I’ve felt that the best heroes, were the young guys and gals who donned spandex and tights. Guys like Spider-Man, Robin, Batgirl and the Teen Titans. The problem is, most of those characters are stuck in a rut. There’s been very little evolution in over the last couple of decades, no growth at all. And that’s where Invincible puts them all to shame.
It’s a simple story. A long time ago, there was a race of alien beings, known as the Viltrumites. Imagine a planet of Supermen that were able to fly, possessed super strength and had the same age rate as Nigella Lawson.
Eager to colonise beyond their home planet of Viltrum, they expanded out into the galaxy, with one particular Viltrumite landing on Earth and assuming the title of Omni-Man. Eventually falling in love, he had a son, named him Mark Grayson and waited for his powers to kick in.
And that’s what I love about this series. Mark is a regular teenager when the series starts, but one that knows the difference between responsibility and fun. He’s headstrong and impulsive, and happy to eventually become a hero. But as the series progresses, so does Mark. That’s where the strength of Invincible really lies.
Take for example, Spider-Man. How many issues have you read of the amazing wallcrawler, where he complains about being late on rent, having the cold or not having time to strike up a love-life? Too damn many.
In Invincible, Mark suffers from the same problems, but the key difference here is that he doesn’t just whinge about them. True to his name, he takes them on and while he isn’t always successful, that’s an admirable trait in and of itself.
But the series is more than just one great character. It’s dozens of them. From Atom Eve,Omni-Man and Robot, through to foes such as Conquest, DA Sinclair and Battle Beast, the series is crawling with a great supporting cast and rogues gallery. In just over a hundred issues, Invincible has managed to create a universe that easily equals decades of history that you’d find in comic books from the big two on the stands today.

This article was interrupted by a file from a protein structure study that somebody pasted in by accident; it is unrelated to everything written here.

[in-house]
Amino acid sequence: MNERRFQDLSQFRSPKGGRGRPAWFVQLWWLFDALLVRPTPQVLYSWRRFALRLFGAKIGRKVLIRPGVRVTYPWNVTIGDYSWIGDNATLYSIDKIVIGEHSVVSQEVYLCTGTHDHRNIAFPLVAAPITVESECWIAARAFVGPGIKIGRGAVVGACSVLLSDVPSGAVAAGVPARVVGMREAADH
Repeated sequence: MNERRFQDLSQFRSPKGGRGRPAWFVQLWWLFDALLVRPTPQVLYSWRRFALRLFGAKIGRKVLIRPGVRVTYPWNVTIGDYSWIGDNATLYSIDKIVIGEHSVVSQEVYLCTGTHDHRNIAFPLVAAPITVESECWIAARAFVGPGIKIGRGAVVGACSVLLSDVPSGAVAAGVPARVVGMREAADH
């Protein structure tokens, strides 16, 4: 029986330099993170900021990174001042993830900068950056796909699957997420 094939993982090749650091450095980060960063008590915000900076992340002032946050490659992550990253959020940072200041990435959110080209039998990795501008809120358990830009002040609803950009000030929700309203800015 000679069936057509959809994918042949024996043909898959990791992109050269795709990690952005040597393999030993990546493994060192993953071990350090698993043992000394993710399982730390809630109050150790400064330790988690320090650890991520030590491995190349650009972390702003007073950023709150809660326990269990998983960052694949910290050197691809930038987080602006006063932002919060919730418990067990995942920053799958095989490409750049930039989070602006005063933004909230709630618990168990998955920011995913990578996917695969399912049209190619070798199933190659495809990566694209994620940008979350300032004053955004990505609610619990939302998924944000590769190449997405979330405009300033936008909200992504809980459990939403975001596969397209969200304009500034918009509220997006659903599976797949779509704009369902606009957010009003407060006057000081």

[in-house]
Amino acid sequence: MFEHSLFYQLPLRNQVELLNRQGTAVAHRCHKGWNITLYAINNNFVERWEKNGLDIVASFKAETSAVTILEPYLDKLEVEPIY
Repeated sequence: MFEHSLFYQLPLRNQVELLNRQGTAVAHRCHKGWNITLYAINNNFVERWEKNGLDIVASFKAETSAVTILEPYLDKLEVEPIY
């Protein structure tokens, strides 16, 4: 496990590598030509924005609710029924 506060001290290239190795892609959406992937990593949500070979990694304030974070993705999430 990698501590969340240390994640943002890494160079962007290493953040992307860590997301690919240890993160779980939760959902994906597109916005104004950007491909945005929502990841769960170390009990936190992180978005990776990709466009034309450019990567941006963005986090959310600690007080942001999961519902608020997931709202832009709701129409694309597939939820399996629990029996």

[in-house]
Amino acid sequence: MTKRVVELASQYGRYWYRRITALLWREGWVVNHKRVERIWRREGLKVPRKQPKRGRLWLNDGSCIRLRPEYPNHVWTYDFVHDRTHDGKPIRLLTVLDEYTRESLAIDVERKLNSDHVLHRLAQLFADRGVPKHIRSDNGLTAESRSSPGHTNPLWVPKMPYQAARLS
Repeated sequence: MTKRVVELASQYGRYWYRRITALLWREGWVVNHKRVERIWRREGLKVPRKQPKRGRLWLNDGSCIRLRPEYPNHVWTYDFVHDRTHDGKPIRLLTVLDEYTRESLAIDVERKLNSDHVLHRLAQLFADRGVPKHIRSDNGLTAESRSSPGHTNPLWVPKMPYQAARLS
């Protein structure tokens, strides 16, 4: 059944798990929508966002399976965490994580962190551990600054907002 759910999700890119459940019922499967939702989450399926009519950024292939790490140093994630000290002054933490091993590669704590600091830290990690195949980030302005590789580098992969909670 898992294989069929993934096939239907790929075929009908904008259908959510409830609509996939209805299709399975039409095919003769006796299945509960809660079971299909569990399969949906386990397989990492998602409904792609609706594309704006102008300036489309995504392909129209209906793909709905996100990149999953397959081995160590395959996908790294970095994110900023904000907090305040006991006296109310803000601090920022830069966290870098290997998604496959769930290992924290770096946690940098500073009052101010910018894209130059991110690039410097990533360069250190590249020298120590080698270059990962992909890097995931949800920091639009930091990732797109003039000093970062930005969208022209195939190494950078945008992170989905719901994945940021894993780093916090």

Thanks to strong writing from Robert Kirkman, the storyline is constantly shifting as well. Twists are thrown in at a regular, yet constantly surprising rate, while characters evolve and find new directions. And some of those curveballs will hit you right in your emotions, as endgames are played out and decisions are made. Decisions that have a genuine impact on the world of Invincible. But it’s also a good sign that the writing feels neither rushed nor slow, but just long enough as storylines wrap up when the time is right.
Then there’s Ryan Ottley’s art, which he has helped define the series. It’s fantastic, youthful and packed with energy. Yet when it comes down to drawing more intimate scenes instead of seeing cities destroyed, Ottley pulls it off beautifully.
I can’t recommend Invincible enough. It’s the comic book of the modern age, and it’s got a ton of heart in the sublime art that flows through it, complemented by some powerful writing.
Last Updated: February 12, 2014